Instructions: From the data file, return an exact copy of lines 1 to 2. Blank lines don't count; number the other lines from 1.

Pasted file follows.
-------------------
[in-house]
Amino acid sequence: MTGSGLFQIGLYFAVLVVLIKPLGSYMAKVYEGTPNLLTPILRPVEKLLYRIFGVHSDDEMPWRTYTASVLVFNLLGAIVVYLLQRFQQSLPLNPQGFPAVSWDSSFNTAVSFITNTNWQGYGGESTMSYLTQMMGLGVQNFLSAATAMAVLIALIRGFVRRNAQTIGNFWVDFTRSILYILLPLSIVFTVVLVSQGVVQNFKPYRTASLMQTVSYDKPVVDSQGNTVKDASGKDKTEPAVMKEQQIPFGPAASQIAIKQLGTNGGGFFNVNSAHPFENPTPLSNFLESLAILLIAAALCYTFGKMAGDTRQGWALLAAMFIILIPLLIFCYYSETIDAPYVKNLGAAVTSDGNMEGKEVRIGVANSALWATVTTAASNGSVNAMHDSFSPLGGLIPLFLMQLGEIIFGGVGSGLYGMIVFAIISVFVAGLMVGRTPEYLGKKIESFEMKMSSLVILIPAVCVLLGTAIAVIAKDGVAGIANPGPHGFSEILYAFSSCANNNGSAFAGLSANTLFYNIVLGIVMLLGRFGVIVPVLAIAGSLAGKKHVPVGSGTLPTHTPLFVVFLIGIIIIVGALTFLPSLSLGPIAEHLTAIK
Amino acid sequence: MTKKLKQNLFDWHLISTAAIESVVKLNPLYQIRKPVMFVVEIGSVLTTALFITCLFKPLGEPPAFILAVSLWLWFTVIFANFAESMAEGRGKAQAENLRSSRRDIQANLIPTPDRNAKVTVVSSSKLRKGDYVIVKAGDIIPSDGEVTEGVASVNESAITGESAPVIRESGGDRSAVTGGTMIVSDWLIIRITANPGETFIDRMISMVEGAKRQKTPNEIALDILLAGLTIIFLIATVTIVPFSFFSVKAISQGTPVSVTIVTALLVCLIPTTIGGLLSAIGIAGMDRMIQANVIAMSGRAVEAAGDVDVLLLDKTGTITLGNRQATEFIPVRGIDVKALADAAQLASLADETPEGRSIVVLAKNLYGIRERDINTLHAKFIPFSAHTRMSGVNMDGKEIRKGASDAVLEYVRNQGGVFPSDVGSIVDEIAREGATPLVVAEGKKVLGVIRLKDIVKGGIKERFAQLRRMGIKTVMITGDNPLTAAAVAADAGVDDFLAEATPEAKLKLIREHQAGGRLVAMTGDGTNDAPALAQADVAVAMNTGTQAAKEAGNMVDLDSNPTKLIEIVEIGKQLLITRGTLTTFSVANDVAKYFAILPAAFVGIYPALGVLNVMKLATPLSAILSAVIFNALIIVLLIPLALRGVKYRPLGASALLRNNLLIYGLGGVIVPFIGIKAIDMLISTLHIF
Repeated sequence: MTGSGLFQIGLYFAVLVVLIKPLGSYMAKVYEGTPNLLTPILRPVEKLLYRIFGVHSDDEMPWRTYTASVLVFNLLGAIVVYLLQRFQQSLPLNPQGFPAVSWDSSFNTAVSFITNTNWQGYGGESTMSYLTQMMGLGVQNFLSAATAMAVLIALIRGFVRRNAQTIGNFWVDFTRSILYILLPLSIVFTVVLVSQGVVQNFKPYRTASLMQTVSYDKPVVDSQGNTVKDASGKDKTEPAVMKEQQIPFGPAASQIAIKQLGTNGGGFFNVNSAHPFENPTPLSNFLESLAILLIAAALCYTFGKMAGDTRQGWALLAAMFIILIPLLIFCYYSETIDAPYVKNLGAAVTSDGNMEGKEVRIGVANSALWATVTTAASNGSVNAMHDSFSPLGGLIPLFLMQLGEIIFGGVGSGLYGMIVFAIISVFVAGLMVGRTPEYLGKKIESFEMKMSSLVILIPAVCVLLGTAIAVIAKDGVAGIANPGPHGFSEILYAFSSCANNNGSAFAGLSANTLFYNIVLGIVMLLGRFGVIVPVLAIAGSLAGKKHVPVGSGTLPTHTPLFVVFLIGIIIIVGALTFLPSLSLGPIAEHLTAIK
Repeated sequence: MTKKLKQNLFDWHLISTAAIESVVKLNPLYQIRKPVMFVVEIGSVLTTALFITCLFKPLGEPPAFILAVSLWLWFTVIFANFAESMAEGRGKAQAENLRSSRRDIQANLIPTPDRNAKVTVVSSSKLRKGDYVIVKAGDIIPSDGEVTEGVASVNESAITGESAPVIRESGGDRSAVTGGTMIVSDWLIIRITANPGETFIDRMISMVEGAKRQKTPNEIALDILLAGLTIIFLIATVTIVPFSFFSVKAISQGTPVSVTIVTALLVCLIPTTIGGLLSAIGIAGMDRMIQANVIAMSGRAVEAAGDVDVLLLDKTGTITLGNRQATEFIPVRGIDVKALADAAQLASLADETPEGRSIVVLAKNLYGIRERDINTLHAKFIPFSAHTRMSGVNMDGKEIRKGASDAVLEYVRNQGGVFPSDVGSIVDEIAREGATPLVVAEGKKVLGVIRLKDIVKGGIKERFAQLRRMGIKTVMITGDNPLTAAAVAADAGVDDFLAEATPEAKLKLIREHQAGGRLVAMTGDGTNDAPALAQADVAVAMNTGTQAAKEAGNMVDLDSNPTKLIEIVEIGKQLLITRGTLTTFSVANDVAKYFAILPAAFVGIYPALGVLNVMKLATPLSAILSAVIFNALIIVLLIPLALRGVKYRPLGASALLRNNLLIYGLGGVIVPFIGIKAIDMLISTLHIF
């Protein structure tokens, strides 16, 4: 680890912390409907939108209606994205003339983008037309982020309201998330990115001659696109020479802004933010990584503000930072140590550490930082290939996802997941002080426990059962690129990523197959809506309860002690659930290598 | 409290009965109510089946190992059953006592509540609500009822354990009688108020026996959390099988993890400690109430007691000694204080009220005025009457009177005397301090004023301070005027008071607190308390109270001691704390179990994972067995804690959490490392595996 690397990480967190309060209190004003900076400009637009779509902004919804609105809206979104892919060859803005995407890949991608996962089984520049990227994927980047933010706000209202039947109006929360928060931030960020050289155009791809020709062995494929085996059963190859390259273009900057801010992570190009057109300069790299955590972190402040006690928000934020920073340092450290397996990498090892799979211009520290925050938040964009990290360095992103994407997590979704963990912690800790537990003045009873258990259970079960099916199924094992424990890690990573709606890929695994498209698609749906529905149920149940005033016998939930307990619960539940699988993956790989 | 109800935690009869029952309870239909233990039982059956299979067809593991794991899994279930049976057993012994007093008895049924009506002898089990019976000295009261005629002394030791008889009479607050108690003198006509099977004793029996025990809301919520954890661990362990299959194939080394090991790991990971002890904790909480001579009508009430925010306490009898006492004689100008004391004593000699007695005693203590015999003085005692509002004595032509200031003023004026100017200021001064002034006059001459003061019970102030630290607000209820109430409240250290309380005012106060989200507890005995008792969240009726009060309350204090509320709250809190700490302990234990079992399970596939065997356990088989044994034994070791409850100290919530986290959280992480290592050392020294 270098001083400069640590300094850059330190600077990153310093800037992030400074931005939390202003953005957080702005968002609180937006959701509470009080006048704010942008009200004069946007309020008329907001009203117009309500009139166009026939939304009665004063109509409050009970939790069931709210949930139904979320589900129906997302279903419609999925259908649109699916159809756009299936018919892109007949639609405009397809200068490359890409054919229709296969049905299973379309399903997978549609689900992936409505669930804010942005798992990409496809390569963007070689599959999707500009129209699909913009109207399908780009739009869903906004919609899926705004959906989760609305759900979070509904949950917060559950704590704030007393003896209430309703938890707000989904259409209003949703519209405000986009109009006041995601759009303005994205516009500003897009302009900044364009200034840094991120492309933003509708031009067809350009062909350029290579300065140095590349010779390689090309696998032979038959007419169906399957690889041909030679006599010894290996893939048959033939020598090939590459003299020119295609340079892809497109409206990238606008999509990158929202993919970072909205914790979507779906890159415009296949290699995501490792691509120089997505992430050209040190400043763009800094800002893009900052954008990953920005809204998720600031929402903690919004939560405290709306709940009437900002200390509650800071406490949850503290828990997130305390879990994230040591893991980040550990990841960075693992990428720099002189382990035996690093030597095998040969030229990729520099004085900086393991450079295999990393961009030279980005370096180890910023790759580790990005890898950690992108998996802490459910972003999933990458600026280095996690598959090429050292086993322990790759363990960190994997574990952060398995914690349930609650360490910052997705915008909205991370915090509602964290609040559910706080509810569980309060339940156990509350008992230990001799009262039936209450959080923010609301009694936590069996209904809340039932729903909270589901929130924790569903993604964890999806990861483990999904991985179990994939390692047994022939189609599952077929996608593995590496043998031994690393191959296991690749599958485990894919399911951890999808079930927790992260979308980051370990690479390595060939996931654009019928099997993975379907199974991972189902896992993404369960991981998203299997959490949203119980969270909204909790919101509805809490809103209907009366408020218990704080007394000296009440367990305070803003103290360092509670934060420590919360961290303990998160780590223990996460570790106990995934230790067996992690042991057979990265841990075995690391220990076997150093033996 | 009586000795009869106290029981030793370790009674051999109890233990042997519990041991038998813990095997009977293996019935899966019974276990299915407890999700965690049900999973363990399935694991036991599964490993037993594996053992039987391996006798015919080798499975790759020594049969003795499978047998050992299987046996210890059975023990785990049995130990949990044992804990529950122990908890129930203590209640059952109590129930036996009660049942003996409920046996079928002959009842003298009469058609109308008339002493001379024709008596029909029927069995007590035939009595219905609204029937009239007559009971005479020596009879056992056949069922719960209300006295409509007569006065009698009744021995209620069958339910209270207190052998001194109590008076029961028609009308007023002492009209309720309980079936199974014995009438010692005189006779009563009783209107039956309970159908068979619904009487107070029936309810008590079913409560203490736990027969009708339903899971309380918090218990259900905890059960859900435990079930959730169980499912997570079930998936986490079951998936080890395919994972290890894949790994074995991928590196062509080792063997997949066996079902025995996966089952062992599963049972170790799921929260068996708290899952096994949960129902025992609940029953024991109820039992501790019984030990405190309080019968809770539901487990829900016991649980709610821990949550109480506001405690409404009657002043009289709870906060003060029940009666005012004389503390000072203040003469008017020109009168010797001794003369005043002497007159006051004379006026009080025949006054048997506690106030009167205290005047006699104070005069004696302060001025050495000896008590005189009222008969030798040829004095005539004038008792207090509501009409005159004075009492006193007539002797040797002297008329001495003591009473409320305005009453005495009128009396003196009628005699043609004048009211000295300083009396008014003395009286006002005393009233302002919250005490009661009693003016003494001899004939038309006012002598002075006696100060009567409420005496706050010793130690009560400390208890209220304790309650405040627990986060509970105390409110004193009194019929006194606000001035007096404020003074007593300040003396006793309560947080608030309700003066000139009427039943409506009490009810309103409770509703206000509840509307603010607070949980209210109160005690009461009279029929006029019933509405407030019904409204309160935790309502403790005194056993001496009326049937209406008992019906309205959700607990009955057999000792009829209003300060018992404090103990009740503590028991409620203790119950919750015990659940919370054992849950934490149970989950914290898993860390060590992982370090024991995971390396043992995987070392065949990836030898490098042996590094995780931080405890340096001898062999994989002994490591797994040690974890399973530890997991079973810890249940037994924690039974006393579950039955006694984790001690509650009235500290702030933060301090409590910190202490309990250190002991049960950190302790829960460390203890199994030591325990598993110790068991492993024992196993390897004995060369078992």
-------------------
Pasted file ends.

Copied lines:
[in-house]
Amino acid sequence: MTGSGLFQIGLYFAVLVVLIKPLGSYMAKVYEGTPNLLTPILRPVEKLLYRIFGVHSDDEMPWRTYTASVLVFNLLGAIVVYLLQRFQQSLPLNPQGFPAVSWDSSFNTAVSFITNTNWQGYGGESTMSYLTQMMGLGVQNFLSAATAMAVLIALIRGFVRRNAQTIGNFWVDFTRSILYILLPLSIVFTVVLVSQGVVQNFKPYRTASLMQTVSYDKPVVDSQGNTVKDASGKDKTEPAVMKEQQIPFGPAASQIAIKQLGTNGGGFFNVNSAHPFENPTPLSNFLESLAILLIAAALCYTFGKMAGDTRQGWALLAAMFIILIPLLIFCYYSETIDAPYVKNLGAAVTSDGNMEGKEVRIGVANSALWATVTTAASNGSVNAMHDSFSPLGGLIPLFLMQLGEIIFGGVGSGLYGMIVFAIISVFVAGLMVGRTPEYLGKKIESFEMKMSSLVILIPAVCVLLGTAIAVIAKDGVAGIANPGPHGFSEILYAFSSCANNNGSAFAGLSANTLFYNIVLGIVMLLGRFGVIVPVLAIAGSLAGKKHVPVGSGTLPTHTPLFVVFLIGIIIIVGALTFLPSLSLGPIAEHLTAIK